An interview with Tim Leek of Visual Micro for Atmel Studio

By Eric Weddington, Marketing Manager, Open Source & Community

We were looking for ways to support users of the Arduino platform and provide a way for them to transition to C/C++ and custom boards – if and when they wanted. Fortunately, we didn’t have to go far. Tim Leek of Visual Micro in the UK was already on the way. He now has a release candidate of his Arduino language plug-in for Atmel Studio! As you can see below, I recently spoke with Tim in-depth about this plug-in:

Eric Weddington:

Can you tell us a little more about the Visual Micro plugin to Atmel Studio? What features does it have?

Tim Leek:

Essentially, the Visual Micro plugin extends Atmel Studio to include every important  feature of the Arduino IDE. If we look behind the scenes, we see the plugin uses the tool chain and rules of the Arduino IDE for the build process, while ensuring Atmel Studio has the knowledge required to provide IntelliSense and many other code design features.

The plugin – which is compatible with all Arduino IDE versions (1.5 in beta) – provides a wealth of additional features for the Arduino IDE and is targeted at all types of Arduino users, ranging from novice to expert. So yes, an Arduino project of any size or complexity may be opened in Atmel Studio, compiled and upload with just a few mouse clicks. New Arduino projects may be created with the same ease.

In addition, Arduino sketch programs can be uploaded using standard USB (or via a hardware programmer), burning of bootloaders, while multiple serial monitors ensure Atmel Studio is a complete Arduino solution. There are many other features such as  additional build reports (memory/dis-assembly), drill down into source for build errors and support for additional compiler -D defines.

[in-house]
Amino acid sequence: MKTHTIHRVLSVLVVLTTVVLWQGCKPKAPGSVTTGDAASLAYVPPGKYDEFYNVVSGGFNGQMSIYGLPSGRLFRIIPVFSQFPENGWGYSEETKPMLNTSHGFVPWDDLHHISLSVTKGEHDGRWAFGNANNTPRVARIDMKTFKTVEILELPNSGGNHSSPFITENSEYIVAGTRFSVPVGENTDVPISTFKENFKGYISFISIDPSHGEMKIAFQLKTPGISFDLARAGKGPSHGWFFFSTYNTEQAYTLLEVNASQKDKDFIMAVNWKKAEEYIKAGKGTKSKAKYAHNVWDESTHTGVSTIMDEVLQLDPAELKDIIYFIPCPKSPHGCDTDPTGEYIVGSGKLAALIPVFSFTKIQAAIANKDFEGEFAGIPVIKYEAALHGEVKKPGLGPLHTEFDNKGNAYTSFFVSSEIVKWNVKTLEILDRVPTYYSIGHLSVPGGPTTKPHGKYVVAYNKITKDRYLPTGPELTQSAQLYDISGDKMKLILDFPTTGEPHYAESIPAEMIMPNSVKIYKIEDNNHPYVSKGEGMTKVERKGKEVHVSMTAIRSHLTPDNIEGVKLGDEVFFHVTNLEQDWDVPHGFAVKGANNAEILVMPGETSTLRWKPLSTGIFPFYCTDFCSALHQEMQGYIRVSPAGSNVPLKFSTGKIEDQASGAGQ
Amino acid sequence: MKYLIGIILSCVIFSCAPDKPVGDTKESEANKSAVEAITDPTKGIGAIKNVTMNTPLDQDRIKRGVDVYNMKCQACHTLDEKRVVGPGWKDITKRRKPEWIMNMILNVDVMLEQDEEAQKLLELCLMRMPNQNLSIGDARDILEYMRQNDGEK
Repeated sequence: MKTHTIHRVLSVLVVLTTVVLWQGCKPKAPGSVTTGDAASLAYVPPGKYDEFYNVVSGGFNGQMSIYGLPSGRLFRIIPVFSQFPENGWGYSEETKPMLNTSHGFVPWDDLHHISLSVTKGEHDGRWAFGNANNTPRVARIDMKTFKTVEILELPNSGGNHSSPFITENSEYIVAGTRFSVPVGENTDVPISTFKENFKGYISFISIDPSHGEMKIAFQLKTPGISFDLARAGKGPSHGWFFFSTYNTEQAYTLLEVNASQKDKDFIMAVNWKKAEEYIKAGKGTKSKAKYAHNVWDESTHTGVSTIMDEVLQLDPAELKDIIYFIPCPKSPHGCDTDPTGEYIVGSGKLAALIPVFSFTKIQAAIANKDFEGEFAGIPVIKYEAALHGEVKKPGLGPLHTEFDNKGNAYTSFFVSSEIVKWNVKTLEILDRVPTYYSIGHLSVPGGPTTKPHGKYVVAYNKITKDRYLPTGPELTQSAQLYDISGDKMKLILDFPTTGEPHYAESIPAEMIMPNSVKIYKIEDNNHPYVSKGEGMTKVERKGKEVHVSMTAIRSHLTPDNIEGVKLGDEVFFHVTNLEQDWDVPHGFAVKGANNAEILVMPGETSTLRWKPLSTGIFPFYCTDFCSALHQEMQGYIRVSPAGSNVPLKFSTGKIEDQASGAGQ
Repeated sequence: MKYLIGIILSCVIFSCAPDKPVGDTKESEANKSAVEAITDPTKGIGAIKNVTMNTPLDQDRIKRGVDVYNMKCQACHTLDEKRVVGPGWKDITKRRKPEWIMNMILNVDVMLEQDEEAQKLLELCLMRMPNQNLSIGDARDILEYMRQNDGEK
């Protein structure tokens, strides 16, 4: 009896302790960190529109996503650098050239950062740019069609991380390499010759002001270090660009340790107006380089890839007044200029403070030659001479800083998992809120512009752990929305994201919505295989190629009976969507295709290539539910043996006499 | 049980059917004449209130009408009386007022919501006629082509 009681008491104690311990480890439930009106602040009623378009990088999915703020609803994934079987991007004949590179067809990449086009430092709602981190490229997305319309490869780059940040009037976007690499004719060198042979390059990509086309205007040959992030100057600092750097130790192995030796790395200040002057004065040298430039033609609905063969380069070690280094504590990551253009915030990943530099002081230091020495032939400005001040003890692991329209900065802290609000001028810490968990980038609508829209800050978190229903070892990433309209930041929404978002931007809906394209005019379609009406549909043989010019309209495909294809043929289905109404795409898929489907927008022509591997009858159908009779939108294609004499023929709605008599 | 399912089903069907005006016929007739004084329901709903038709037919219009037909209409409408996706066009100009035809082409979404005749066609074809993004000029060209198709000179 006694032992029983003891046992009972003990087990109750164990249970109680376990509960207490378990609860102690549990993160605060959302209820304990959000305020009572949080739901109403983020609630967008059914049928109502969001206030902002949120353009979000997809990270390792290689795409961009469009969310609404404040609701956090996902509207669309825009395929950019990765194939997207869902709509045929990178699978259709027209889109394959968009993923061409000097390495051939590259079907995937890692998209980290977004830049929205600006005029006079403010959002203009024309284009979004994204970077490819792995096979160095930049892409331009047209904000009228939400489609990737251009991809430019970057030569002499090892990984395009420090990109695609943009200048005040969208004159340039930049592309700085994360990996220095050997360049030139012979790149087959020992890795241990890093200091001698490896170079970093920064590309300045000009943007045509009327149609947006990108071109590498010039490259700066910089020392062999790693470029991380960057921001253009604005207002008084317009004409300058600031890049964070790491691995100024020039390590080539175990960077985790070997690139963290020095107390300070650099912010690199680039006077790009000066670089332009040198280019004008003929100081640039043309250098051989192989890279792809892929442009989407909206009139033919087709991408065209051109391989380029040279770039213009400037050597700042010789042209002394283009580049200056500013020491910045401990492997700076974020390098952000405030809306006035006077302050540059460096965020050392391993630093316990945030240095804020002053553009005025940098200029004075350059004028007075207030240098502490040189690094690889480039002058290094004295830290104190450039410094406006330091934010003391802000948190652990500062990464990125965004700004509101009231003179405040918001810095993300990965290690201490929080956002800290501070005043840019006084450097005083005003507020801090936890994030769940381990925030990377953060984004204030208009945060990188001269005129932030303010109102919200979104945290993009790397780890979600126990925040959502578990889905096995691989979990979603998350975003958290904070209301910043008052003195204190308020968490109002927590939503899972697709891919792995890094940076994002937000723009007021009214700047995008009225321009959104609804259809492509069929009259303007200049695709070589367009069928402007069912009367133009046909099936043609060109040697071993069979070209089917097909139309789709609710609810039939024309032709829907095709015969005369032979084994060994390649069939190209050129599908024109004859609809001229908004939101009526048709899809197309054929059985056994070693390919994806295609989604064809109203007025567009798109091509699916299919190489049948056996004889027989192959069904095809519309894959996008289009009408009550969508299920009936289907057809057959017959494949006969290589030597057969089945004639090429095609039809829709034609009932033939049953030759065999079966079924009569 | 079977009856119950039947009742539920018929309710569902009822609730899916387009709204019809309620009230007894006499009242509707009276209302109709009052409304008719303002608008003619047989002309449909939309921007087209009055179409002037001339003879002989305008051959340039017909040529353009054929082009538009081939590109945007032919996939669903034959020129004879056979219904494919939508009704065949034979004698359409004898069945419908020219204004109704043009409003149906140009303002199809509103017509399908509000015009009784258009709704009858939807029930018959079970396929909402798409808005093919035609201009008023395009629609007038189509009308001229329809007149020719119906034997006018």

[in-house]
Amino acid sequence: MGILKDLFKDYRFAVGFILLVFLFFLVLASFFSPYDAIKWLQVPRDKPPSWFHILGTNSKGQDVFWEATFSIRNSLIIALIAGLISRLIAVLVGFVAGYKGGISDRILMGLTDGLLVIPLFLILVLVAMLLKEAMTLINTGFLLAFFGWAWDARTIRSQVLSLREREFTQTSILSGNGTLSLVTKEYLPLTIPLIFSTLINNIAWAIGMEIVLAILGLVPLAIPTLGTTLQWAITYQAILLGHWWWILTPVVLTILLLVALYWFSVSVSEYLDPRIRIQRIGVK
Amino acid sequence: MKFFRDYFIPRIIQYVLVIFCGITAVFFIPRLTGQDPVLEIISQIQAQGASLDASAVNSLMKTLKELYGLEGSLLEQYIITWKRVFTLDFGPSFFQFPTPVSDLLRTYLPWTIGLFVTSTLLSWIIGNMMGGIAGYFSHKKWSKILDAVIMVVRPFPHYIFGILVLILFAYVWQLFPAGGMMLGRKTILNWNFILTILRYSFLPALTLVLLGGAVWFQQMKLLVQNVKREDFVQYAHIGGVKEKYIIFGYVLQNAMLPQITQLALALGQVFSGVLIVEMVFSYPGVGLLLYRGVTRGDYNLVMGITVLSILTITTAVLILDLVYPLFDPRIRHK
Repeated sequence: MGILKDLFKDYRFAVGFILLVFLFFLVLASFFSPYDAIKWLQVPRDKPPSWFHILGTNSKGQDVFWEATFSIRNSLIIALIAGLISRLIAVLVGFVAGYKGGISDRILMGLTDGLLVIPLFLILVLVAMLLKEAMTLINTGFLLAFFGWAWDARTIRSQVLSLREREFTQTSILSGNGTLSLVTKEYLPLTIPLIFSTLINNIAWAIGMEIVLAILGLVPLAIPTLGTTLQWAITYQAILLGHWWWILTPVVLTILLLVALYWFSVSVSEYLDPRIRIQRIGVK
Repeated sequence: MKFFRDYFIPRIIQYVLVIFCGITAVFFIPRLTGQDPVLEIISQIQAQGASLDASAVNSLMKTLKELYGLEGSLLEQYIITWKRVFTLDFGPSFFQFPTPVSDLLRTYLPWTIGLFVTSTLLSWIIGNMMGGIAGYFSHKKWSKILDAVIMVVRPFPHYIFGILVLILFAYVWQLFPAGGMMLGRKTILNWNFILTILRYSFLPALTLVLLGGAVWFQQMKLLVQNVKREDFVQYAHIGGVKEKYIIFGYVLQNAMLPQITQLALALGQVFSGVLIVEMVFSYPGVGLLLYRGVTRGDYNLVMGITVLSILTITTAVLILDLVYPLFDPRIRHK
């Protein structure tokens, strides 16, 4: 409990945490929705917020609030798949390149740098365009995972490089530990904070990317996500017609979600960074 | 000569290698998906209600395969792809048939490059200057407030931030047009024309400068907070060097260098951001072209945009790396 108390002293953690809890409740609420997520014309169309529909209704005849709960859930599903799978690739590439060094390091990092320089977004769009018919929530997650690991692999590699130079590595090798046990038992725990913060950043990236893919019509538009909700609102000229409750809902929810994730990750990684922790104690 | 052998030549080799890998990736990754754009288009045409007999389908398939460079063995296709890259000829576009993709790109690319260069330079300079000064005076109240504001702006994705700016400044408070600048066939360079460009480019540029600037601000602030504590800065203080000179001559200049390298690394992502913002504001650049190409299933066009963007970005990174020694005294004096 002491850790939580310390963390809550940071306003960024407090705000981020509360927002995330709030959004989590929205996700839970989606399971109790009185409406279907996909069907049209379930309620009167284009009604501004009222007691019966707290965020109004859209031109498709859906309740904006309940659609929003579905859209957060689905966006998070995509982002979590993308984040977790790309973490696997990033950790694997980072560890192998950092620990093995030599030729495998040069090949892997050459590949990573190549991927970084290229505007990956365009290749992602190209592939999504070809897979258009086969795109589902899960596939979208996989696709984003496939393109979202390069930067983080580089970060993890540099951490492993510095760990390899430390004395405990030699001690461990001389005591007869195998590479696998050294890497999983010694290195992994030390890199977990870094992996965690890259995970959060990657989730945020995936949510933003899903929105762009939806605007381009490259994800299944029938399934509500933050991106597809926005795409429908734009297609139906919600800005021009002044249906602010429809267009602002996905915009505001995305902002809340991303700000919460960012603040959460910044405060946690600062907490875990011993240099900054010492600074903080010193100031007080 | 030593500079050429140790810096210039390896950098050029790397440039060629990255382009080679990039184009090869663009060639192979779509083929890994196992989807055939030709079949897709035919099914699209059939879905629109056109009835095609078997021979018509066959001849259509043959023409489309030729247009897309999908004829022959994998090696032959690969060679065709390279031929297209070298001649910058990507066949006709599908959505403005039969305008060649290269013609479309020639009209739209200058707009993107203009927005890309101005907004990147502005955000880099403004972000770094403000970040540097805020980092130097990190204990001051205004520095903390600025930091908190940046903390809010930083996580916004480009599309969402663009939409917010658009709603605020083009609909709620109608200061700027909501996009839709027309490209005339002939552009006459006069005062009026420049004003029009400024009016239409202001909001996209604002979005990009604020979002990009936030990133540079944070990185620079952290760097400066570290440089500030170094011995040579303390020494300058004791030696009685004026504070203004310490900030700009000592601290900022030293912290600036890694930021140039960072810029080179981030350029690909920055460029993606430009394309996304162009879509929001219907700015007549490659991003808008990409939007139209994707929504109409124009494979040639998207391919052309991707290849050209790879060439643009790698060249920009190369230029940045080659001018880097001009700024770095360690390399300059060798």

What makes the Visual Micro plugin to Atmel Studio unique?


First and foremost, Atmel Studio, which is designed specifically for Arduino (Atmel) microcontrollers. From a plug-ins perspective, Visual Micro offers a number features that make it  unique, such as total compatibility with Arduino and complete integration into a more powerful IDE.

There really are a variety of unique features, with some mentioned above. Additional features include blistering fast build times (ex- first build), single-click ability to add a new .cpp and .h source to a project that automatically contain a “ready to use” class with the correct Arduino declarations, a micro explorer help and reference tool, automatic detection of Arduino project structure changes made outside of Atmel Studio and the ability to clone examples for new projects.

Remember, Arduino does not normally provide a debug facility, so users must debug using print statements that are physically added to the sketch source code. However, Visual Micro provides an optional USB debug facility for Arduino which allows the versatility and power of Atmel Studio BreakPoints to be used to debug an Arduino. Simply put, having the ability to easily trace which functions are running on an Arduino, while inspecting variables and expressions of a running Arduino by simply placing Breakpoints in code is a huge benefit that significantly accelerates development.

Meanwhile, the debugger provides a huge range of additional capabilities such as timed breakpoints, conditional breakpoints, “When Hit” text messages, expression watch and the ability to update variables on a running Arduino.

One other notable feature of the debugger is the “extensibility” features of its design. By default, it is supplied with a few open source graphical window controls which displays, for example, Arduino digitalPin states and analog pin graphs in real-time. These controls can be edited and altered by advanced users familiar with C# and registered for use in Atmel Studio Arduino debugging using simple xml files. Visual Micro provides a public interface in the form of a windows assembly that allows the plugin and debugger graphical visualizations to communicate during an Arduino debugging session.